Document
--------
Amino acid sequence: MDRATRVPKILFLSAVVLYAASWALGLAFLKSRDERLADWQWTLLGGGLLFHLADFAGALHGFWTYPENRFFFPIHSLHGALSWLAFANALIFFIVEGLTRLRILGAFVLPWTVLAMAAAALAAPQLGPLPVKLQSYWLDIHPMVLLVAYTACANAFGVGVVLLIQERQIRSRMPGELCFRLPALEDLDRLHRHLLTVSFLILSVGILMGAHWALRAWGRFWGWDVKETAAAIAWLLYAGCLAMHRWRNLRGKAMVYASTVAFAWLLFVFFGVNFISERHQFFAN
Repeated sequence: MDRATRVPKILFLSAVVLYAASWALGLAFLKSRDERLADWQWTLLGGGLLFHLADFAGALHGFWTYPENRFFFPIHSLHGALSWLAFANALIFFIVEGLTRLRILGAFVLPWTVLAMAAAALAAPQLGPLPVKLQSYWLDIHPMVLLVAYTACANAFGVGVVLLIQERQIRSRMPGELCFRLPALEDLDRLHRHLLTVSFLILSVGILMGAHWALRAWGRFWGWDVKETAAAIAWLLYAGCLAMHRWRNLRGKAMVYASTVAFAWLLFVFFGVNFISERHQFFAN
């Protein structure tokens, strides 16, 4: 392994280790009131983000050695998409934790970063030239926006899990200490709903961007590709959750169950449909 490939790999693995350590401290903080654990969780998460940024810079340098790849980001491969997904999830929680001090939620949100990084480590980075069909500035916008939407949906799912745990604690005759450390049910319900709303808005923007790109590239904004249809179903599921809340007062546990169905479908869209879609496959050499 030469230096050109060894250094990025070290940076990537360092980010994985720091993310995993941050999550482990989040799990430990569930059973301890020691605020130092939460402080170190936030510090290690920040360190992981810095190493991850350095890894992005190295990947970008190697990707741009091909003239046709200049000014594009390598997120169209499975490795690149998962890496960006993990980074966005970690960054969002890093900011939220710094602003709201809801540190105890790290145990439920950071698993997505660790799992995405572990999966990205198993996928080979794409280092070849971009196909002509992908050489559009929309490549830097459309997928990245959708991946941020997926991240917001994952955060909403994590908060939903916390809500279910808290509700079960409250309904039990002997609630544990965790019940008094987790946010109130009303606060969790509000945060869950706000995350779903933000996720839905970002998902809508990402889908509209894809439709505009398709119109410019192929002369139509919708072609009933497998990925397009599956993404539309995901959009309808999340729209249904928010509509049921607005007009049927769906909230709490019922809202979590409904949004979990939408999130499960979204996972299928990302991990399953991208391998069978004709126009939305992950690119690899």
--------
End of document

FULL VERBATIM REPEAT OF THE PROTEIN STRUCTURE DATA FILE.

Amino acid sequence: MDRATRVPKILFLSAVVLYAASWALGLAFLKSRDERLADWQWTLLGGGLLFHLADFAGALHGFWTYPENRFFFPIHSLHGALSWLAFANALIFFIVEGLTRLRILGAFVLPWTVLAMAAAALAAPQLGPLPVKLQSYWLDIHPMVLLVAYTACANAFGVGVVLLIQERQIRSRMPGELCFRLPALEDLDRLHRHLLTVSFLILSVGILMGAHWALRAWGRFWGWDVKETAAAIAWLLYAGCLAMHRWRNLRGKAMVYASTVAFAWLLFVFFGVNFISERHQFFAN
Repeated sequence: MDRATRVPKILFLSAVVLYAASWALGLAFLKSRDERLADWQWTLLGGGLLFHLADFAGALHGFWTYPENRFFFPIHSLHGALSWLAFANALIFFIVEGLTRLRILGAFVLPWTVLAMAAAALAAPQLGPLPVKLQSYWLDIHPMVLLVAYTACANAFGVGVVLLIQERQIRSRMPGELCFRLPALEDLDRLHRHLLTVSFLILSVGILMGAHWALRAWGRFWGWDVKETAAAIAWLLYAGCLAMHRWRNLRGKAMVYASTVAFAWLLFVFFGVNFISERHQFFAN
């Protein structure tokens, strides 16, 4: 392994280790009131983000050695998409934790970063030239926006899990200490709903961007590709959750169950449909 490939790999693995350590401290903080654990969780998460940024810079340098790849980001491969997904999830929680001090939620949100990084480590980075069909500035916008939407949906799912745990604690005759450390049910319900709303808005923007790109590239904004249809179903599921809340007062546990169905479908869209879609496959050499 030469230096050109060894250094990025070290940076990537360092980010994985720091993310995993941050999550482990989040799990430990569930059973301890020691605020130092939460402080170190936030510090290690920040360190992981810095190493991850350095890894992005190295990947970008190697990707741009091909003239046709200049000014594009390598997120169209499975490795690149998962890496960006993990980074966005970690960054969002890093900011939220710094602003709201809801540190105890790290145990439920950071698993997505660790799992995405572990999966990205198993996928080979794409280092070849971009196909002509992908050489559009929309490549830097459309997928990245959708991946941020997926991240917001994952955060909403994590908060939903916390809500279910808290509700079960409250309904039990002997609630544990965790019940008094987790946010109130009303606060969790509000945060869950706000995350779903933000996720839905970002998902809508990402889908509209894809439709505009398709119109410019192929002369139509919708072609009933497998990925397009599956993404539309995901959009309808999340729209249904928010509509049921607005007009049927769906909230709490019922809202979590409904949004979990939408999130499960979204996972299928990302991990399953991208391998069978004709126009939305992950690119690899």